Florida Special Session to Expand Gaming Starts Monday
The Florida legislature begins a special session on Monday that will likely result in the legalization of sports betting in the Sunshine State.
A series of proposed bills and a new gaming compact with the Seminole Tribe of Florida will be debated and voted on by the House and Senate. If they are approved, Florida, with 21.48 million people, would be the most populous state to enact legal sports betting since a historic Supreme Court decision legalized it nationwide in 2018. New York has a population of about 19.45 million. California and Texas have more people and are not close to legalizing sports betting.
There are more steps that remain in the process before anyone can legally bet on Tom Brady to win another Super Bowl in his new home state. Any deal involving the Seminole Tribe of Florida must be approved by the Indian Gaming Commission (NIGC), which is an independent federal agency within the Department of the Interior, and the regulatory structure for Indian gaming in the United States.
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Multiple lawsuits, too, are expected to be filed as soon as any deal is approved. In 2018, Florida voters approved Amendment 3, which prohibited the expansion of gambling in Florida without approval via referendum. A group called ”No Casinos” has been leading the effort to halt the growth of all forms of betting in the state for several years. In the past few days, TV ads sponsored by “No Casinos” have aired in Florida, voicing opposition to the new compact and its associated legislation.
The Seminole Tribe has also been airing TV ads voicing support of the new compact, focusing on the potential increase in tax revenue to the state’s coffers and new jobs that would be created.
Special Session Agenda Set
The specific agenda for the special session was set on Friday when senate president Wilton Simpson posted nine separate pieces of legislation on the session’s official calendar. Four companion bills were subsequently filed in the House.
The session is scheduled to run the entire week.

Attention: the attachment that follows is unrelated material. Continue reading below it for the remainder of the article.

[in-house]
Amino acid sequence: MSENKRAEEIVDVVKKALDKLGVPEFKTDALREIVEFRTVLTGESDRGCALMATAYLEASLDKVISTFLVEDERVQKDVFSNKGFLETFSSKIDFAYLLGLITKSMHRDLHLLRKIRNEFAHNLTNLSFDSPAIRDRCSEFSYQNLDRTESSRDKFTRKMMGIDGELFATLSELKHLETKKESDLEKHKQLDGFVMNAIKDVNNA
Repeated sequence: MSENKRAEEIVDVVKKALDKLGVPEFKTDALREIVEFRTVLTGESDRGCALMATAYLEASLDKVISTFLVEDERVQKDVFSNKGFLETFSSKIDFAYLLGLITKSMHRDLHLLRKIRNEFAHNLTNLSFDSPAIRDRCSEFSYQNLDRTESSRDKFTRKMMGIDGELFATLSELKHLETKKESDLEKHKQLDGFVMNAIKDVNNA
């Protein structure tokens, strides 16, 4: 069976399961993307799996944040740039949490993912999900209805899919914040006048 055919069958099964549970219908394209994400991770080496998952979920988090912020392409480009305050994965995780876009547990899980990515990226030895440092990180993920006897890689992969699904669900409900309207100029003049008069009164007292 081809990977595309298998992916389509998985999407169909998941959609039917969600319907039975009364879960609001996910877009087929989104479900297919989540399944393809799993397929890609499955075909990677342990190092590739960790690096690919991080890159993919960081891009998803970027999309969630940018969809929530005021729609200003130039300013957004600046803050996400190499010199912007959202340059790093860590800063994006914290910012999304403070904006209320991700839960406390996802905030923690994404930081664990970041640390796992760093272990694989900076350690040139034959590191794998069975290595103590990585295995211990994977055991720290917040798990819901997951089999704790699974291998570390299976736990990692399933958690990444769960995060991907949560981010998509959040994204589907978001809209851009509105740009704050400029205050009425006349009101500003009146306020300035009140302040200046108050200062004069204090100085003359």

The bills include one approving the proposed, 75-page gaming compact between the state and Seminole Tribe that would run through 2051. The compact was signed by Gov. Ron DeSantis and the Tribe last month. Another bill would formally create the Florida Gaming Control Commission and set aside money to pay its members. A third would eliminate the requirement that current pari-mutuel holders run a minimum series of live or simulcast events to keep operating card rooms.
The compact calls for the operation of sports betting within Florida through servers based on Indian lands. That provision, supporters say, eliminates the need for any public approval via Amendment 3 because it is on Indian land. According to the compact, the Tribe is to act in “good faith” and award at least three sports betting licenses to the 19 current pari-mutuel holders deemed eligible.
Opponents of the deal in the pari-mutuel industry are weary because the compact also includes an out for the Tribe if those licenses are not approved in the form of a 2% penalty. They say that money can easily be made up by the Tribe and, thus, the Tribe will not actively seek outside partners.
In any case, whether sports betting operates solely within the Tribe’s domain or the other licenses are approved, the actual betting will be permitted online for those over 21 who are physically located within the state via geotagging.
There would be betting on college, professional team sporting events and motorsports. But no prop betting on college events is permitted.
Despite numerous reports and bluster in recent months, current casino owners will not be allowed to transfer their licenses under any bill that passes in the special session. The owner of the Fontainebleau Resort had hoped to move his current license to a new to-be-built casino in Miami Beach. Donald Trump’s Doral Club also reportedly wants to open a new casino on the site using the license of a current license holder.
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